There were a number of changes in Camden’s Police Department yesterday by Mayor Ellis. He appointed Sergeant John Golden successor to Captain Hugh Poyle [sic], recently placed on the pension list. Patrolman Howard Smith was made a city detective, and Hall Officer James Clay was made a hall sergeant. Motorcycle Policemen Jefferson Kay and Charles Laib were appointed traffic sergeants, while Patrolmen Edmund Pike and Albert Cornog were made traffic policemen. Patrolman Robert Abbott was appointed a sergeant. Mayor Ellis has received the resignations of G.M. Beringer and Myers [sic] Baker as members of the City Plan Commission, the first getting out because of pressing business and the other because of going to Camp Dix.
Attacked at Third and Mickle streets, Camden, late Monday night by a man, Mrs. Bessie O. Day, of Seventh and Clinton streets, had her clothing cutt in strips. The man, said to be a male acquaintance, followed Mrs. Day off a ferryboat and attacked her near the P. R. R. Y. M. C. A. A. Building into which the frightened woman ran for protection. He wielded a razor and came within an inch of slashing the woman’s throat. The police were notified and are looking for the man, whose name is known.
With a line up that could not be surpassed by the famous “Broadway Squad” of New York, Camden’s policemen, or most of them, turned out in review yesterday. The military carriage of the men excited much and favorable comment, especially among those who were not aware that the men have been drilled every week for a year past by Colonel D. R. Murphy, of the National Guard of New Jersey. The policemen were followed by an array of firemen and a variety of apparatus that made many of the natives gasp in astonishment. Altogether the procession was a revelation to Camden residents who thought hey were well informed about their city.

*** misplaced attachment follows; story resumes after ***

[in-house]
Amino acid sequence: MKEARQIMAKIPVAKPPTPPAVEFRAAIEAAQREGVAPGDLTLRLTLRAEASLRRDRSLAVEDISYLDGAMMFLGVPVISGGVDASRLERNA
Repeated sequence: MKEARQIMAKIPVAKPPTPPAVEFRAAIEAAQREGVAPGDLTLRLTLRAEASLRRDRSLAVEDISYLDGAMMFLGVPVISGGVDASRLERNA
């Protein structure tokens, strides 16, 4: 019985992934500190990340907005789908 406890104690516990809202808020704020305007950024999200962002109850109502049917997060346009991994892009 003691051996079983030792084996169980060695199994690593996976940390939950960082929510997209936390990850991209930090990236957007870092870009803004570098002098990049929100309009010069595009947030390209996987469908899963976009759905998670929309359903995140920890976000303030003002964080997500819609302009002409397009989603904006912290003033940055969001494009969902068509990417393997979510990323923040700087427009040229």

Chief of Police John Foster, Captains Stanley, Boyle and Alberts, seventy policemen and Colonel D. B. Murphy, the police drill instructor, marched in a body from the Third Regiment Armory in Camden to Broadway M. E. Church last evening to attend divine service. A number of city firemen, trolley conductors and motormen were also in attendance. The pastor, Rev. James W. Marshall, D. D. preached on “Immortality?
The Camden police yesterday raided the alleged poolroom at 25 South Third street, where Walter H. Keefer, former manager of the Merchantville Light and Power Company, claims he lost $254, belonging to his employers. Seven-men were captured in the raid, including W. Harry Getty and Charles Metz, who were committed in default of $1500 bail each as principals. The others were James Boone, of Fourth and Benson streets; George Armstrong, Charles Loriaux, George Smith and Victor Thompson. Each furnished $300 bail except Thompson, who was unable to get surety up to a late hour.
James Hanley, a sexuageneric found stiff on a step, sentence suspended; Henry Myers, a Trenton corsalve fakir with his nose in court plaster chancery, twenty days for insulting a woman, and James Sharp, a young man fired out of the Sixth ward ball and who then tried to lick Policeman George Anderson, fined $3.75. The court was out of change and there was a long wait while Hughey Boyle broke the prisoner’s five dollar bill.
Drunks were scarce in this city Saturday and yesterday and as a result the police had little to do. Richard Fowler, a respectable looking old gentleman who claimed Philadelphia as his home, was one of the unfortunate. He was picked up by Officer Hovis on Saturday, being to drunk to care for himself. He was unable to account for his presence in this city and as he appeared sorry for his actions, the Recorder allowed him to go this morning.